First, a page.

In contrast, the 2017 SuperDraft passed without much fanfare in Philadelphia. The Union traded their first round pick to Chicago in order to secure the top of the allocation order and sign Alejandro Bedoya. And of course the “star” of that draft has become Jack Elliott, the Mountaineer that was picked at #77. He was picked so late that both Montreal and Real Salt Lake passed, forgoing the opportunity to pick players before the Union even made their fourth round pick. And Santi Moar (#82), while not officially a Union man yet, has become a fan favorite with Bethlehem Steel.

However before the Union picked either of those players, they picked Marcus Epps at #25. His rise hasn’t been as meteoric as Elliotts, but with two consecutive starts in place of the struggling David Accam, it appears his ship may be coming in. How he responds to more challenging opposition in the coming weeks, and his role on the team as Head Coach Jim Curtin figures out how to best utilize Accam, will be key to any success the Union find going forward.



    – some people, not me

    • Neither Yaro nor Herbers is likely to pan out as an MLS player.

      Epps is certainly promising, though it’s a bit too soon to tell. Santi Moar is still too undeveloped to know.

      Now Rosenberry was a very fine pick, and Elliott, given his position in the draft, was sheer genius. I will certainly give credit for those two.

      But they do not justify giving Earnie a whole hell of a lot of credit for team that has been mired in 7th-8th place, with little promise of being much better, since he got here 2.5 years ago. And it’s the “little promise” part that stings.

      Meanwhile, it doesn’t look like he’ll be around much longer for us to debate this anyway.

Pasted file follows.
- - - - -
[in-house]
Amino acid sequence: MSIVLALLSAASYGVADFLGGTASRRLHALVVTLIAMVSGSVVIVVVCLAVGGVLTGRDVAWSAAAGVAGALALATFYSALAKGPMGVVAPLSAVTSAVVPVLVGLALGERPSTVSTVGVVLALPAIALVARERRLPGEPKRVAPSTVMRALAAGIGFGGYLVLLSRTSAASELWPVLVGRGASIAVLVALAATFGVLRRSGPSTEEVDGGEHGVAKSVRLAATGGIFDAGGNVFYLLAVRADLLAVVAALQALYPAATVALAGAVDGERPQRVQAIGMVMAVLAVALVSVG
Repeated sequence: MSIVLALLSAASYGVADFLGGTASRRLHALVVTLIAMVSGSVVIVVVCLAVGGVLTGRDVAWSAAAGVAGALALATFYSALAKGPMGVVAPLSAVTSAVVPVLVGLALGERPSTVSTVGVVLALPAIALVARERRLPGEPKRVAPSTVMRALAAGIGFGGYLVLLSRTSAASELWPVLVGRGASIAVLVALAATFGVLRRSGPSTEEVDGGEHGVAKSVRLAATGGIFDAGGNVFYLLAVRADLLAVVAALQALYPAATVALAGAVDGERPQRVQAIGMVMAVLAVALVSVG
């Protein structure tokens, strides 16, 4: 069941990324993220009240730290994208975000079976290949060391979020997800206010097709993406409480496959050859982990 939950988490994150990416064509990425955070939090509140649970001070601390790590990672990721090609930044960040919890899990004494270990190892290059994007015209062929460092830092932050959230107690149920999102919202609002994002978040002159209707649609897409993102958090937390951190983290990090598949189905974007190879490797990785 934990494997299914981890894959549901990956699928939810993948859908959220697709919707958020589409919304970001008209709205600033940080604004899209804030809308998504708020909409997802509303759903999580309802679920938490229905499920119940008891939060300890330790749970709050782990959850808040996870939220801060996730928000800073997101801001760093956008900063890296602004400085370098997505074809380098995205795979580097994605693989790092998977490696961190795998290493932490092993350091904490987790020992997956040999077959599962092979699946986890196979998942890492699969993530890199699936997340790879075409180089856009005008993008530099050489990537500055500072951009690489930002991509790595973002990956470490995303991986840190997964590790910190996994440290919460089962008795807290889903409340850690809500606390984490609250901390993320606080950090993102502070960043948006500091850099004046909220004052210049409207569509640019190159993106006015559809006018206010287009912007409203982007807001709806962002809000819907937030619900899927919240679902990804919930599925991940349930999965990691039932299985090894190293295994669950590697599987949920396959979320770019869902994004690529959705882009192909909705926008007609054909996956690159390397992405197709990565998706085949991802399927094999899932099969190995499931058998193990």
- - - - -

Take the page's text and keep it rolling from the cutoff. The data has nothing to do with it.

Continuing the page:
• OneManWolfpack says:

        Agreed. They already knew about Roseneberry too and would have been a homegrown if MLS didn’t pull an MLS on us.
        ES wasn’t horrible, but we didn’t improve as a team under him. That’s statistically a fact. He had some hits and some misses. Who is next will be very telling.

  2. Tim Jones says:

    Avoiding the ES debate in this comment, instead sharing an interesting tidbit from Steel head coach Brendan Burke in a quote the other day that I saw.
    Apparently on the Steel’s off-day this past Tuesday (They had played 3 in 8 days including flights to Charleston and Indianapolis) he Burke watched the Union’s practice because Santi Moar had been invited to practice with them.
    Moar got lost in the David Accam hype last January, and was not invited to Florida. He is physically small, but deserves a shot to discover whether he can play with MLS athletes.

  3. scottymac says:

    So we drafted well in 2017 because Marcus Epps had a good game and Elliot had a good rookie year?
    Elliot is a decent find and frankly probably better than McKenzie. He looked rusty coming back from injury, but I think that’s more on the track record of the U and rushing guys back.
    Epps still has to work on his touch and he’s a long way from being better than Accam.